Many a debate took place between me and a dear friend of mine on this very topic, and it is because of these discussions I was able to take my thinking beyond the realm of everyday male-female interactions. But initially, I must confess, I felt very confused and flustered about his position that chivalry actually hurt women in the long run.

WHAT? How could that be? How could chivalry – that which required men to treat women with respectful and courteous behaviors – be harmful for women???

In order to answer to that, you have to examine the societal context in which chivalry exists. The behaviors that characterize chivalry generally denote respect and courtesy from men to women. However, these behaviors have not, nor have they ever been defined by women; they were defined by men. We have all been raised to believe that when a man exercises these behaviors towards a woman, he is a decent man, and a man who does not is generally seen as rude or a jerk. Thus, chivalry is optional.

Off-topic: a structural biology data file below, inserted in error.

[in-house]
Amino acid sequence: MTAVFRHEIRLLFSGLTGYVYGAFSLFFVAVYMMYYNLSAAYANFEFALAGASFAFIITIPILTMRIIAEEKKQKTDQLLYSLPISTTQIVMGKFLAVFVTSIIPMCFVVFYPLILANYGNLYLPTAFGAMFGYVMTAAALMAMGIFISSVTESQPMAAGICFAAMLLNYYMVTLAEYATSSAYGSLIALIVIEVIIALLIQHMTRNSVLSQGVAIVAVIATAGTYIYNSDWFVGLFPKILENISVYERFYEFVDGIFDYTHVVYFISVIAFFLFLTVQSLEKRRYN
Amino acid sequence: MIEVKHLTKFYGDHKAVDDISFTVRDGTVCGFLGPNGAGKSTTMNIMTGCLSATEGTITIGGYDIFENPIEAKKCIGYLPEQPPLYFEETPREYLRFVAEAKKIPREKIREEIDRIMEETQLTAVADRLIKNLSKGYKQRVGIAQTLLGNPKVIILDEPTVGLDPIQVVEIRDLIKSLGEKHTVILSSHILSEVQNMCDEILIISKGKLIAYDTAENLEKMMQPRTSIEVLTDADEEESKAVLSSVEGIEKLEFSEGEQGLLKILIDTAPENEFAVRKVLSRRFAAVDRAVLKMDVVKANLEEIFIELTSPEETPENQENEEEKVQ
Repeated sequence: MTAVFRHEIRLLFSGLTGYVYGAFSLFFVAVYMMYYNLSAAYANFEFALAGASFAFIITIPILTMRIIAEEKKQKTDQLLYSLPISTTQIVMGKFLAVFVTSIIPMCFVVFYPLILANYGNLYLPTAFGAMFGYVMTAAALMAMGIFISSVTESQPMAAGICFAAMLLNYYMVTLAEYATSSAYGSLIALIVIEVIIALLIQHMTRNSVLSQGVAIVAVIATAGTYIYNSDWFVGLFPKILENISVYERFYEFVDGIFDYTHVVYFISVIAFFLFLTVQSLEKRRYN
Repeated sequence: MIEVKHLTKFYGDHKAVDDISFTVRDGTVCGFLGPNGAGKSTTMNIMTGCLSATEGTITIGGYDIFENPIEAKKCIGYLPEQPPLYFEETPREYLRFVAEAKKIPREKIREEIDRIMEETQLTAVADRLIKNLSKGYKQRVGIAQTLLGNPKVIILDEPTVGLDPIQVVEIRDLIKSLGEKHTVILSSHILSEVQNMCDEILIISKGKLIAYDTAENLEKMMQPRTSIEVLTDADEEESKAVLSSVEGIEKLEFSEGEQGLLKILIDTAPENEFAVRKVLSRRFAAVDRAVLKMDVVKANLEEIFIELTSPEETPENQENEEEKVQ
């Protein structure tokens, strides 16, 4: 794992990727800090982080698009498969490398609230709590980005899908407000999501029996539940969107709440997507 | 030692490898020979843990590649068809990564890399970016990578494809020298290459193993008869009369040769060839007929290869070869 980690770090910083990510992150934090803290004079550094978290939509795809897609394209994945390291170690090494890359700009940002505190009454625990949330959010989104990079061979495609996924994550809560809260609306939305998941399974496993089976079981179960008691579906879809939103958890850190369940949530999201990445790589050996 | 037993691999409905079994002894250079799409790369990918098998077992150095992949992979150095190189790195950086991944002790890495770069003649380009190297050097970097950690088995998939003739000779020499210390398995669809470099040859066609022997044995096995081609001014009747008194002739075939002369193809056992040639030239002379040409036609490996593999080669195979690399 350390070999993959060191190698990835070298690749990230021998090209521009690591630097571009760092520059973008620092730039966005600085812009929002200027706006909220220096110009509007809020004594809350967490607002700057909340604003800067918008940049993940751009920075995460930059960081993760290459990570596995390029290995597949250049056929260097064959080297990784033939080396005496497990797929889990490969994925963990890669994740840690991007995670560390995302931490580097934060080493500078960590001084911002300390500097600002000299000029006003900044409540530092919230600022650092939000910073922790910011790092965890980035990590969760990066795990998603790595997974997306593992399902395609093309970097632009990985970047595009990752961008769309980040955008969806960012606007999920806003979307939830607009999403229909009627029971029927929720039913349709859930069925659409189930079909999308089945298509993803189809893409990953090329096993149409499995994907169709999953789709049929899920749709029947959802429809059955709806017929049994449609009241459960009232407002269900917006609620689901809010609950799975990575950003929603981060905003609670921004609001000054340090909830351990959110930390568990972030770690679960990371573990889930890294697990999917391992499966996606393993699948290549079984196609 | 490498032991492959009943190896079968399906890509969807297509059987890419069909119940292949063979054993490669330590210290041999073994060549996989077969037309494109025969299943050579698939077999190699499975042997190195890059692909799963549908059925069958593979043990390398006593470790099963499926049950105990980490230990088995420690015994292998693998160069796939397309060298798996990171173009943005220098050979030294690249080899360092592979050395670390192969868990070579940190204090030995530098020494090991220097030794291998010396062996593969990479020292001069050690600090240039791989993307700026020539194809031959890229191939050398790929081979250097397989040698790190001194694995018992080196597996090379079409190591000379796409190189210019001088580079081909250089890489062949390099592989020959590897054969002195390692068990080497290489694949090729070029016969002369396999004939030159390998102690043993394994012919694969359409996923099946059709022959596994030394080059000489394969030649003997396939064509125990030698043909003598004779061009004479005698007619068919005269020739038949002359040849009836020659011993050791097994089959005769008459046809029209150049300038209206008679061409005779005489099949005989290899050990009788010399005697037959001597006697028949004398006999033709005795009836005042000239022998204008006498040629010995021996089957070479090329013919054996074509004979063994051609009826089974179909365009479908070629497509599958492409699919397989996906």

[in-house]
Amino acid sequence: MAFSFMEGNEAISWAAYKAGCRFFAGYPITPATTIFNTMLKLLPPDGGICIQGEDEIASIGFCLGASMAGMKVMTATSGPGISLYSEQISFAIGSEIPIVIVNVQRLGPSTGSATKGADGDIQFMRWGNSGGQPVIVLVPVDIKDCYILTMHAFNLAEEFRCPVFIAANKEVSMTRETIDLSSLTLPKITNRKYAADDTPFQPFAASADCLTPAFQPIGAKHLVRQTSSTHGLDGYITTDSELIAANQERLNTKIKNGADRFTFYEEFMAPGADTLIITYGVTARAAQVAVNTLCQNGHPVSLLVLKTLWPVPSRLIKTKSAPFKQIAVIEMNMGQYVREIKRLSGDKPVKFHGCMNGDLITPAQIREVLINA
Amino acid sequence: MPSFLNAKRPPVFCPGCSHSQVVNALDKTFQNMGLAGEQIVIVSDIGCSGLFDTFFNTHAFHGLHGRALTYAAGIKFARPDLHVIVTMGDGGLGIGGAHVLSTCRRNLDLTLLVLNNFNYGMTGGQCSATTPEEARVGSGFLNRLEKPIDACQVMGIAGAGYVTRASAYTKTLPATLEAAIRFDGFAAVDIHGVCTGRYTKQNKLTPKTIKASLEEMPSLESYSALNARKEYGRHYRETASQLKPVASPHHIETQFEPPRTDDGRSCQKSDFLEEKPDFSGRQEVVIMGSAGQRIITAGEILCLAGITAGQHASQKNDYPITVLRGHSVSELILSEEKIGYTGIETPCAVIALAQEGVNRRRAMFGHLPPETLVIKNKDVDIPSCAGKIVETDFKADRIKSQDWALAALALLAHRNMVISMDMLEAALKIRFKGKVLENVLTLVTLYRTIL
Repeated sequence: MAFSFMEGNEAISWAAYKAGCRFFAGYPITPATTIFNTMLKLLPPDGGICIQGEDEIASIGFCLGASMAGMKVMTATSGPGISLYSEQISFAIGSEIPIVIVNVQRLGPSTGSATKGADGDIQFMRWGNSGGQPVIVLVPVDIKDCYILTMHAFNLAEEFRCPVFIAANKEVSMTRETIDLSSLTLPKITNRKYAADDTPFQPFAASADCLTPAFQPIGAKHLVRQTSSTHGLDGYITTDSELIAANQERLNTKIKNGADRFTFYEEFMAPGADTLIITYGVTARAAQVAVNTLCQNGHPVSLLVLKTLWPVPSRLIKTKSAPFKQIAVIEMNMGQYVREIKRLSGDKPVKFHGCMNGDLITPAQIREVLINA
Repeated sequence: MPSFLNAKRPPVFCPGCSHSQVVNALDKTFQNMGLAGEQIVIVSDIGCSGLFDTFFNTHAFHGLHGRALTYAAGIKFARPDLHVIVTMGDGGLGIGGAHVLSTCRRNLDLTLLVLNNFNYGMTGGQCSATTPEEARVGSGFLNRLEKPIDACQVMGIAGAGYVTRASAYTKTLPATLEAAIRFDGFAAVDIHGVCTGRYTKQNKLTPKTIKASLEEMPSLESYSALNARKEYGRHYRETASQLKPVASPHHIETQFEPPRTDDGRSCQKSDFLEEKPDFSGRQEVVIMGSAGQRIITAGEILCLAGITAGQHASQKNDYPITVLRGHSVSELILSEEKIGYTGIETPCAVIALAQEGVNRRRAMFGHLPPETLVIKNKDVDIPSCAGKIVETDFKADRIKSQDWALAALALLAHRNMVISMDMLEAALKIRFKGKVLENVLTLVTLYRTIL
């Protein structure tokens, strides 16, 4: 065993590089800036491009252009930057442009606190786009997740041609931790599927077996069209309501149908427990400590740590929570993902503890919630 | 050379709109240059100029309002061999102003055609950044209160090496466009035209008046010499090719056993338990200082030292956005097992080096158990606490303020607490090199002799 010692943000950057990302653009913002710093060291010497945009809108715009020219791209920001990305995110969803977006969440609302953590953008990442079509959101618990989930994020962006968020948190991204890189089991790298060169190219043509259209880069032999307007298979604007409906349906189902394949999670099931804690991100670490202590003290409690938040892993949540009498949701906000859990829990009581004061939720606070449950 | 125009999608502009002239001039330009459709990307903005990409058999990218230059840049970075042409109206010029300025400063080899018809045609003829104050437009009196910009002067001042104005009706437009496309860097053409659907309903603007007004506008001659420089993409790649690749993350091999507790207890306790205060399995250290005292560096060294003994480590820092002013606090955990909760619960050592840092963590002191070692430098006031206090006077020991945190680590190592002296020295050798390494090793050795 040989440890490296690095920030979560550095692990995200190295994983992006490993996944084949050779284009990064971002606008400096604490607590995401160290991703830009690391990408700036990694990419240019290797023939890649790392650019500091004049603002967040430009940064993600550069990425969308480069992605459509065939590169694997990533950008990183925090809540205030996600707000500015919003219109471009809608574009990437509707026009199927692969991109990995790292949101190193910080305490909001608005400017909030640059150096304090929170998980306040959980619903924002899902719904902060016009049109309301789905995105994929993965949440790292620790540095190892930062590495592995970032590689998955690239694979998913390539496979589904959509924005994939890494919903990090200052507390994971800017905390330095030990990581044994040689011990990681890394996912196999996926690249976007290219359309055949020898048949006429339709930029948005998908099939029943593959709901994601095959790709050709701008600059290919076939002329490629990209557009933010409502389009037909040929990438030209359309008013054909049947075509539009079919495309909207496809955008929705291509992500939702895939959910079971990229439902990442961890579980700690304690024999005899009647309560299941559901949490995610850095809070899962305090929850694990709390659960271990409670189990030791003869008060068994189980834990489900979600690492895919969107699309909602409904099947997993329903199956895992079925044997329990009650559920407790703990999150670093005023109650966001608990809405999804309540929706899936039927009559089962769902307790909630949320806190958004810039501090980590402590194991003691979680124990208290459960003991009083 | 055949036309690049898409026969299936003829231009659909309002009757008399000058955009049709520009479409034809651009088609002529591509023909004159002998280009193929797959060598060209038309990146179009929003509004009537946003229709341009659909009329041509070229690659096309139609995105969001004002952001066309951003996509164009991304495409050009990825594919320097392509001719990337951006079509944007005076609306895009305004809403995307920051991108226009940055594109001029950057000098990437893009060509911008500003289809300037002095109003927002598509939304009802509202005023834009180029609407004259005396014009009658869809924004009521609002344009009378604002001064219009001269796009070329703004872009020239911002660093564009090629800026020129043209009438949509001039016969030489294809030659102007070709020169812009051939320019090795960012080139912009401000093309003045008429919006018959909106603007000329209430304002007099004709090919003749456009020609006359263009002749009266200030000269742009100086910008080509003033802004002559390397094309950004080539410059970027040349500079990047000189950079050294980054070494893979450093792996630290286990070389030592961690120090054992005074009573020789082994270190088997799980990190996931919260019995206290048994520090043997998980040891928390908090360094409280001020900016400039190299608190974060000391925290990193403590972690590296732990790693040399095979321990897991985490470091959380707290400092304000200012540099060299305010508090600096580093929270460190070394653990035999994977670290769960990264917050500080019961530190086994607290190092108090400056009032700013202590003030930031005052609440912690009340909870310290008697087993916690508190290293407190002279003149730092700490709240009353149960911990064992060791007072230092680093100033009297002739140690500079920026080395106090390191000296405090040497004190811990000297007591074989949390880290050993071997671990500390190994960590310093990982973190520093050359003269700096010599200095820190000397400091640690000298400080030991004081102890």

This dynamic, in my opinion, is quite sinister because we all get caught in the minutia. The bigger issue lies in the fact that chivalry is a matter of choice for men: one can either choose to exercise it or not. Thus, if chivalrous behavior is an option, then what is the societal norm? Is it plausible to argue that the social norm regarding the treatment of women does not require respect and courteous behaviors? Hhhmmm….

If chivalry is optional, then it’s no wonder we can find evidence of how that mentality manifests itself: Like the fact that women still experience pay inequality in the 21st century or that women experience the highest rates of intimate violence and rape or that single-female headed households suffer the highest rates of poverty rates in the U.S., and so on.

         Getting caught up in the small stuff has detracted us from seeing how larger issues do not reflect a society that sees or treats its women in a respectful way. On the contrary. In my opinion, chivalry masks the breadth and depth of the real issues so that we don’t see the big picture. We are placated by the niceties exchanged, but cannot see the hypocrisy of our current societal framework.